Internet Pornography. Internet porn is a pandemic of massive proportions. The statistics related to this wicked industry are staggering (see http://www.covenanteyes.com). The porn industry generates thirteen billion dollars of revenue each year in the United States alone. One in eight online searches is for pornography, and the same goes for one in five searches on mobile devices. Twenty-four percent of smart phone users admit to having pornographic material on their device. Fifty-six percent of divorce cases involve one spouse with a porn addiction.

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Michael Boling – Parenting 101: Dealing with Lying Lips

Do not lie to each other, since you have taken off your old self with its practices. (Col. 3:9)

YHWH detests lying lips, but he delights in people who are trustworthy. (Prov. 12:22)

In the interest of transparency, I want to begin by stating as a child, I had a tendency to lie. Usually it was a string of lies sometimes carefully and at other times haphazardly thrown together in an effort to avoid trouble. Typically, the repercussions of those lies being found out was far worse than if I had simply told the truth at the outset. One thing was certain – the truth, regardless of how well my plan of deceit had been through out, was found out.

The temptation to lie, especially to share the incorrectly described “little white lie” is one I submit we all face. While we may have matured from our childhood days of lying about who broke the lamp in the living room, the urge to stretch truth resulting in falsehood remains a challenge for us all.

As a parent, the battle against lying lips has from time to time taken place in our home. We have a teenage daughter. With that time of life comes the temptation to lie, to go behind the back of those in authority, the desire to do what one wants, and the impulse to lie in order to cover up the tracks of the deception.

A recent occurrence of this deception resulted in a prime teaching moment for our daughter. I will not go into the details of what took place; however, let’s just say it involved the use of technology, the agreement that certain elements of technology would not be installed, the installation of said technology despite the established rules, and finally, the discovery of the deception and unraveling of the web of lies.

I remember what it was like as a child. The rules set down by parents seem like such a killjoy. What is the big deal with doing what they told me not to do, especially if it is just for a quick second? Nobody will be harmed by my actions in this one instance, right? Unfortunately, this line of thinking does not recognize the fact established in Scripture, namely that YHWH detests lying lips (Prov. 12:22) and lying is a work of the flesh, something we should be casting off and mortifying (Col. 3:9).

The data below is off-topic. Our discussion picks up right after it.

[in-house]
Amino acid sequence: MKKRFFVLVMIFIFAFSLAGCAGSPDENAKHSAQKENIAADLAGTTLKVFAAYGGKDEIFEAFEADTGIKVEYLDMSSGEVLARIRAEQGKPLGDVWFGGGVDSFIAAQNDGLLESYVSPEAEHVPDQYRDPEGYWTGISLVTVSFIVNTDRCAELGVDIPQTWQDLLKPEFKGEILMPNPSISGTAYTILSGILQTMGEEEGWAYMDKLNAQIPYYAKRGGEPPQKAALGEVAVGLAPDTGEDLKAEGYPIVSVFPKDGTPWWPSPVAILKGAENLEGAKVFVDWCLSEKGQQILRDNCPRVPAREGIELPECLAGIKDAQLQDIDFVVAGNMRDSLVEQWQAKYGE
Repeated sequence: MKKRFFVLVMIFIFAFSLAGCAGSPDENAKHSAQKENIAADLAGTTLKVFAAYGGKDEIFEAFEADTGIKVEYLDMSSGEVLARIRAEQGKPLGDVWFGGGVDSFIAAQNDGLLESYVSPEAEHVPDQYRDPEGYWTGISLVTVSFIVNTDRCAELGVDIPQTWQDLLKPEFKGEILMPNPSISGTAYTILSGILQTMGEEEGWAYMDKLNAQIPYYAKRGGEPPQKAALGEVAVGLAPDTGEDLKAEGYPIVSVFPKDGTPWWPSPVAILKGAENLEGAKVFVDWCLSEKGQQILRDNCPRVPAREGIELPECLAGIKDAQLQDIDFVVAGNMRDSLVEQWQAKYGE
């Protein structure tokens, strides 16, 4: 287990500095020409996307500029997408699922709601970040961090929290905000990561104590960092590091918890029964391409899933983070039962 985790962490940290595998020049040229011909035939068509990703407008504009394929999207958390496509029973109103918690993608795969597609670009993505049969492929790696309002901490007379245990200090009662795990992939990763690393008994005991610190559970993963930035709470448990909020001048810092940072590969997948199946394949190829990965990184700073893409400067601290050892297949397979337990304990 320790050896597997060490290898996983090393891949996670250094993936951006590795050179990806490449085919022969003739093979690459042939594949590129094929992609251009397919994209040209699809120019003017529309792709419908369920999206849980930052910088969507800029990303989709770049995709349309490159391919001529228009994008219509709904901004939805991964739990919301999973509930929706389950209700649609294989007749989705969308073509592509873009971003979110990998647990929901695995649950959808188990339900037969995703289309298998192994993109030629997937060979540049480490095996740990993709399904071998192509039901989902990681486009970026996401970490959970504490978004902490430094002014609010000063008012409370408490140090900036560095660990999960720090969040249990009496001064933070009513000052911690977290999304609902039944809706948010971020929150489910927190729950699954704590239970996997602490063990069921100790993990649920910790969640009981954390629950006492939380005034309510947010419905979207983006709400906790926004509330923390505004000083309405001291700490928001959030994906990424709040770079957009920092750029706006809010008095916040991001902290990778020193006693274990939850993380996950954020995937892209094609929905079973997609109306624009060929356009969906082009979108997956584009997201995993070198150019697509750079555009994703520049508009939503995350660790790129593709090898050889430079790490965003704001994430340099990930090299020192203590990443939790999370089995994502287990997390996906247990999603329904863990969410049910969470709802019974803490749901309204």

At its core, lying and deception is the oldest trick in the enemy’s playbook. Deception was part and parcel of what took place in the Garden of Eden. Did YHWH really say? Can’t I just divert off the path of righteousness just a couple of steps? It won’t harm anyone will it?

One could suggest the wrongdoing by our daughter in the grand scheme of harmful activities arguably does not rise to the level of being that monstrous. I would respond to such a suggestion that since YHWH detest lying lips, falsehood exists near or right at the top of that which we should also detest. While all sin should be abhorred, lying lips are repeatedly noted as an abomination to YHWH. Lying is like a giant snowball. It begins with a seemingly innocuous fib but ultimately keeps rolling into a giant landslide of destruction. In the case of our daughter, her actions of falsehood were akin to tossing a log onto an already burning fire.

We shared with our daughter how great a fire a lie can set ablaze. The second and third order consequences of lying are what is often forgotten when deception is embarked upon. Lying breaks the sacred bond of trust, something that takes a great deal of time to rebuild once destroyed. What we often think is no big deal and harmless is in reality rebellion against authority, in this case parental authority, and ultimately, it is rebellion against YHWH.

For parents out there who are also dealing with this issue in their home, be sure you set the example to your children by embracing a policy of honesty. Even those supposed “little white lies” should not be tolerated. Instruct your children in the importance of truth and the harm that occurs by deception. As the people of YHWH, we are to always tell the truth. YHWH detest lying lips and we should as well. Helping our children understand the importance of truth at the earliest age possible and addressing the urge and practice of lying with the power of Scripture is vital.

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Andrew Shanks – The New Eugenics: Can We Pick and Choose Our Children?